So I went to Gotham, to see the Bard and I had maybe a dozen little germs of ideas packed under my scalp.  I'd try this one on him.  I'd toss him that one.  I'd pitch him another one. Some of them he liked; some of them he didn't.  Some of them inspired ideas of the Bard's own; some of them made him snort or snore.  By the end of a couple of hours - they were a loud, intense couple of hours, as hours I spent with the Bard of Bards always would be - I was emotionally exhausted and still he wanted to hear more.  So I dredged up this idea about what might happen if the Guardians came calling on Superman with the tiniest little criticism of how he was doing his job.  Now you're talking fresh stuff, the old man let me know.  He got excited.  He yanked people in from the hall and made me repeat the idea for them.

I called the story "Must There Be a Superman?" and Saint Curt and Murphy drew it and it made me happy and I put words in Superman's mouth pretty much steadily for the next fifteen years and never went to law school.  And I swear I did not have a clue where the idea had come from.  Who knows where ideas come from anyway? I didn't remember - still don't remember, in fact, but I believe Jeph - until Jeph told me about his contribution years later. Like twenty or so years later.

Jeph has never suffered, I don't believe, for my inconsiderate oversight, and in fact has always been my friend.  He's done well, too.  With his buddy Matthew he wrote the first great super-hero movie of the modern period, Commando with Arnold Schwarzenegger, and lots of other great stuff.  And one day later on I was editor of Jeph's first comic-book series of his own, an eight-issue masterpiece with Tim Sale called Challengers of the Unknown.  Now he writes for Hollywood and he writes for DC and Marvel and he's happy and he's still my friend, and now I get to make this right too.

Today there are new bards and new stories.  Not long ago Mark and Alex went to Gotham to see Dan Raspler - who, it seems to me, was just a smart, ambitious kid last time I saw him and now he's a big muckamuch like Jeph's stepdad - to sell Dan on an idea about what the world would be like if all the super-heroes were to retire and their children, grandchildren and successors generally turn out to be schmucks.

The theme of "Must There Be a Superman?," that icon of another life, is the theme that the new bards of Kingdom Come continue. Maybe complete.  It is about the time in the lives of Superman, Captain Marvel, Wonder Woman, Batman and the others, when they learn that they are not gods.  And it is about the time in their lives when finally they learn that despite their limitations they must be potent and responsible anyway.  Now is the time in the life of the human race when all of us need to learn these same things.  That is why this story, despite its garish primary-colored clothing, is an important one.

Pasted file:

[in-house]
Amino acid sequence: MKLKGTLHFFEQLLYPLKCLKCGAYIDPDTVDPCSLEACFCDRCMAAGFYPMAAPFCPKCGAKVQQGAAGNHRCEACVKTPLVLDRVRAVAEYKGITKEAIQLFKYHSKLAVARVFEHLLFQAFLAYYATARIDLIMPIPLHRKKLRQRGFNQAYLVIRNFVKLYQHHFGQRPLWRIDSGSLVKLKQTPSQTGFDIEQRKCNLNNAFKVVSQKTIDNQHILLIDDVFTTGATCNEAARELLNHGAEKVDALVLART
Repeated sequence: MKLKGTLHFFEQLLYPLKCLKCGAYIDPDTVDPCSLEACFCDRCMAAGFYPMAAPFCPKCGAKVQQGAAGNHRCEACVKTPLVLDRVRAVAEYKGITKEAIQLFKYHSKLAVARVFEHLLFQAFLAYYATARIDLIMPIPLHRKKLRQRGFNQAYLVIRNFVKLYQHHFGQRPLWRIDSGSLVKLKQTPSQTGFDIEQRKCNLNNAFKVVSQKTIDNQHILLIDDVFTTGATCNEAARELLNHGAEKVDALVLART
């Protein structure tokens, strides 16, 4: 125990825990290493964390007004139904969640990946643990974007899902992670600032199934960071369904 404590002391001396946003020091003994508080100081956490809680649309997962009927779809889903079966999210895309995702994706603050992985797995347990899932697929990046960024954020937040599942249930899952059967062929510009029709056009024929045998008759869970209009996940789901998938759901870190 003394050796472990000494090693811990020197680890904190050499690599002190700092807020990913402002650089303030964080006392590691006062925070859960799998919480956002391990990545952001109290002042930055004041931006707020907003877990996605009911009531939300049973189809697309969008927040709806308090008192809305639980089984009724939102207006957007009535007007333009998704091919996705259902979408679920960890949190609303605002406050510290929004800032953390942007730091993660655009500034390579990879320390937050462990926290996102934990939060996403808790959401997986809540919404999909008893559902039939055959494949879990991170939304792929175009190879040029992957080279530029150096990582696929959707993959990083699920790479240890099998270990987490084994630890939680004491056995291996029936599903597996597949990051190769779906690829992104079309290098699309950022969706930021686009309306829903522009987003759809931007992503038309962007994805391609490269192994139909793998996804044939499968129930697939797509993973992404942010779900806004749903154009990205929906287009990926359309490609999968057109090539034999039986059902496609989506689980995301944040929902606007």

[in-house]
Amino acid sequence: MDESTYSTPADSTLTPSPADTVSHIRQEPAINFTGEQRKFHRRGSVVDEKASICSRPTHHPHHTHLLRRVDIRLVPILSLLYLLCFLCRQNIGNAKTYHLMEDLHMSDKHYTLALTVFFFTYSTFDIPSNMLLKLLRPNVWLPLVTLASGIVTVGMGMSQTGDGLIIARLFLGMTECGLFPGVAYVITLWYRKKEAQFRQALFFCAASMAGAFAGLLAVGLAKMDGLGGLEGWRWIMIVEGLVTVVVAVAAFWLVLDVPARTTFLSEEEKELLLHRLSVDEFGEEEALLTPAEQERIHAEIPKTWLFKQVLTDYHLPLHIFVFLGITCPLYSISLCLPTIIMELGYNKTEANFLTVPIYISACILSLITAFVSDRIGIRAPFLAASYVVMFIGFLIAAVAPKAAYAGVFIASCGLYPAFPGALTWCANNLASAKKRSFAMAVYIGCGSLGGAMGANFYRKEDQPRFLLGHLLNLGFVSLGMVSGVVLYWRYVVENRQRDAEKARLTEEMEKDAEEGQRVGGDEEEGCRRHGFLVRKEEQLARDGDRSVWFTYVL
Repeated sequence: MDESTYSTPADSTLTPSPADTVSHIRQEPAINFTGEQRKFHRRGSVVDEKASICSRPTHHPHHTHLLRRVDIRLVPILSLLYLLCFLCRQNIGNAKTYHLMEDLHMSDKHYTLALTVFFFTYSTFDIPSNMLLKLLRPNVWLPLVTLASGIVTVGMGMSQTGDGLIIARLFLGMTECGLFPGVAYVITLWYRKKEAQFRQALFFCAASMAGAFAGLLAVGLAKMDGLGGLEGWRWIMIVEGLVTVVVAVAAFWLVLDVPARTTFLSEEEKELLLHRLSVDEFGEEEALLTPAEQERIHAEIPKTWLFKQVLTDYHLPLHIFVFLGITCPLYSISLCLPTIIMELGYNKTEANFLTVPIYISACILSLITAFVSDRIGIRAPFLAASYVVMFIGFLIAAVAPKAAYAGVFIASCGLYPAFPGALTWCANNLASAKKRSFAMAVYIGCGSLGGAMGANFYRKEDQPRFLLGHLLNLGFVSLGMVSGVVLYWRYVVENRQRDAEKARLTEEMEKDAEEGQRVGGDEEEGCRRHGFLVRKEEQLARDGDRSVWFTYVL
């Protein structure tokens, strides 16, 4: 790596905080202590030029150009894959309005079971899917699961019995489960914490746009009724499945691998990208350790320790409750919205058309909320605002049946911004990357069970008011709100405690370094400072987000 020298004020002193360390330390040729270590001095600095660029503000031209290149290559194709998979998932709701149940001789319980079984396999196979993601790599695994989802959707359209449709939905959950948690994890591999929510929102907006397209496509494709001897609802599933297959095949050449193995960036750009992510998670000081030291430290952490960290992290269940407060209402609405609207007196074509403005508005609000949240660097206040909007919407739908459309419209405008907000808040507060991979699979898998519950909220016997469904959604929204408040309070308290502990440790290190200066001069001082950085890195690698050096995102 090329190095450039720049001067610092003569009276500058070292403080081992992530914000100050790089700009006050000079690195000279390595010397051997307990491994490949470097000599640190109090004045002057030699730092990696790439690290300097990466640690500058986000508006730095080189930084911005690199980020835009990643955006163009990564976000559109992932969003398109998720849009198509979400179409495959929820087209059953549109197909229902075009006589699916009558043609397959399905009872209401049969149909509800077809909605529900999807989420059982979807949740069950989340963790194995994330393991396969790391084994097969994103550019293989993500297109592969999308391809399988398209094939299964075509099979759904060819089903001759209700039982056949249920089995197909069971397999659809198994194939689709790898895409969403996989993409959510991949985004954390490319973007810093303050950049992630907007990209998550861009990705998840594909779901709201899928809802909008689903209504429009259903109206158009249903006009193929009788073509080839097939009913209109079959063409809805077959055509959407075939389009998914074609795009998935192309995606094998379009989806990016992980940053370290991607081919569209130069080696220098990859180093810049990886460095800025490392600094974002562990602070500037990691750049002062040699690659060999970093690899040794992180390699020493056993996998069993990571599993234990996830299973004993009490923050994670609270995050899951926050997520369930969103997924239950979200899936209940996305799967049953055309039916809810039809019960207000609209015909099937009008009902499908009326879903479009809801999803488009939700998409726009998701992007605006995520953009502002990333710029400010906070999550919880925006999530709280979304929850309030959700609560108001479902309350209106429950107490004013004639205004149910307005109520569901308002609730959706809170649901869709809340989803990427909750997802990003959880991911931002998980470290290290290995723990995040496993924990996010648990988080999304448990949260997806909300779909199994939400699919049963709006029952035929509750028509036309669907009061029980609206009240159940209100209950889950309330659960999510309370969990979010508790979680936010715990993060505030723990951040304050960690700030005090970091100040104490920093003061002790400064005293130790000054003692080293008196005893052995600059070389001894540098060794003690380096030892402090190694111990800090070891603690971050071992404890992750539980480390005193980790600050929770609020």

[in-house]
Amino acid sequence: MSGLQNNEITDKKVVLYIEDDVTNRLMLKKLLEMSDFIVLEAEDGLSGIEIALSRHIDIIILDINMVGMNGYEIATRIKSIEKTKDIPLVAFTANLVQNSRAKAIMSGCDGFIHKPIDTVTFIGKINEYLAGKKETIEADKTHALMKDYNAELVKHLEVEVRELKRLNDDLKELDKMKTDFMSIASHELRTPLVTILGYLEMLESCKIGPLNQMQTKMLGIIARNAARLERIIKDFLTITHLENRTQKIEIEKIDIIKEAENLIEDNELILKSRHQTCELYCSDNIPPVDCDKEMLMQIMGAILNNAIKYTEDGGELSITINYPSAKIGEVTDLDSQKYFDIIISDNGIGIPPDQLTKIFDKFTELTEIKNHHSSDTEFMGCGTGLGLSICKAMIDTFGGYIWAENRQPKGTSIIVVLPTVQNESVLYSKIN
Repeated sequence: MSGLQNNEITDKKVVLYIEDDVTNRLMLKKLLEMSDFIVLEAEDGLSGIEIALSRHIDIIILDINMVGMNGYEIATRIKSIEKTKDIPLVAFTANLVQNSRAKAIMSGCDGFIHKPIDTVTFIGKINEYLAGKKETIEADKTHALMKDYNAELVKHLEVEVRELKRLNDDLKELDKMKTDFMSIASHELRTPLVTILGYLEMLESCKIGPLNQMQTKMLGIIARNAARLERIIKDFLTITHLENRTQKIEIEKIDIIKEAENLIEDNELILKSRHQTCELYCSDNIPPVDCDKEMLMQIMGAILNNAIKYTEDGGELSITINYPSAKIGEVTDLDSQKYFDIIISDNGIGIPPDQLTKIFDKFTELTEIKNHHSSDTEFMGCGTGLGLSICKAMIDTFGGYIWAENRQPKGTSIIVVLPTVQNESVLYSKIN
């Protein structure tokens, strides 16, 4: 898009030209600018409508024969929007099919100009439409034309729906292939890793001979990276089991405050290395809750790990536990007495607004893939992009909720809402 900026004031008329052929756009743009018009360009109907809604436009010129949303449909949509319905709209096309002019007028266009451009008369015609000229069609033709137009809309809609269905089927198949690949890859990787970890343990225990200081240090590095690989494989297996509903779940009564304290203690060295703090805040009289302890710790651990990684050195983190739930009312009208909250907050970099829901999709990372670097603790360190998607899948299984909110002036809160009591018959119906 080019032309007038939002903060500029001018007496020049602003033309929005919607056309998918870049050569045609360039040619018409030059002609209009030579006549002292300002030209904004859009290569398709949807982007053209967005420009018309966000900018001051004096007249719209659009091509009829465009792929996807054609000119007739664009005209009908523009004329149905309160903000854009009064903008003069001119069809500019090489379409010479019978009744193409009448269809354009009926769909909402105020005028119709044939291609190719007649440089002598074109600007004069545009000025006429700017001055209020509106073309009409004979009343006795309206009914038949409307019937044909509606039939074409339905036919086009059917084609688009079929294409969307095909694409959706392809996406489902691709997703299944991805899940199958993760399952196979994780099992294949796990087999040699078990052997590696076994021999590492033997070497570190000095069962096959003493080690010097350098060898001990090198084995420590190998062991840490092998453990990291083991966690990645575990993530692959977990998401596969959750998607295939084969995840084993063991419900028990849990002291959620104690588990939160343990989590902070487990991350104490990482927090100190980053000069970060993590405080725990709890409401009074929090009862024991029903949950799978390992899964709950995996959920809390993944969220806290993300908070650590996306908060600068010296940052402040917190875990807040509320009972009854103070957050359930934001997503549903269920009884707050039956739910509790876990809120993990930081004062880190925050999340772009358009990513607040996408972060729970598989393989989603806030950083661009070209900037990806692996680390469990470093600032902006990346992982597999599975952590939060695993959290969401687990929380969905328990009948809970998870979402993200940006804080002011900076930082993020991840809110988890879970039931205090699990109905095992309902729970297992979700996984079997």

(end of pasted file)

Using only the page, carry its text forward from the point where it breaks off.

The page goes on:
The heroes of fable and fact to whose virtue we all aspire, are not only colorful people leading vivid lives; they traditionally understand the value of human life in all it's places and conditions. But real-life heroes, unlike many of the icons we have created, also understand human dignity and human immortality, and these are concepts that are lacking in, for example, Superman's education.  Heroes especially need to understand the value of the things of a life: its artifacts, its ideas, its loves.  It is the markers you leave along that road that define you.  It is the trees a man plants, the children he raises and the stories he tells that signify his life.  It is the palaces a people build, the heritage they inspire, the art they create that makes their civilization.  I've been trying to tell Superman for years that he mustn't just save lives, has has to spit-polish the real estate too.  He's never understood that.  He never got it until Mark and Alex told him, finally, and for that I'm proud of them.

In Kingdom Come, Mark and Alex draw a dichotomy between the human race and what we call the metahuman race.  It is the source of conflict throughout the story.  And the story's synthesis is the realization that this distinction is false.  As clearly as another hero, Mahatma Gandhi, asserted that he is a Hindu as well as a Muslim - as well as a Christian, a Jew or a Buddhist if that becomes appropriate - so do we learn here that the most ordinary among us are heroes, and the most colorful and vivid among us are quite ordinary and flawed.  It is a conclusion to which our new bards lead us as elegantly and precisely as Socrates led us through an argument or Pythagoras led us through a geometric proof.

Even super-heroes need to grow.  We know that now.  When you read Kingdom Come, you will too.

If we were to peek in on the lives of the people of the Earth in generations to come, surely we would think we were gazing upon Olympus.  And of course, again, we would be wrong.  They are only our children, our grandchildren and our successors who will surely stride the Earth as titans in those days, wearing our own features and our own shortcomings.  They are our messengers to that resplendent future.  And they will bring with them into their time whatever values and iconography that we have to offer them today.  Here in the pages that follow is an admirable start.  To site the sentiment of another old friend whom I miss (And if you travel west anytime, Alan, come find me, will you?):  This is an imaginary story....aren't they all?

Elliot S! Maggin
Where the Wind Hits Heavy
New Years, 1997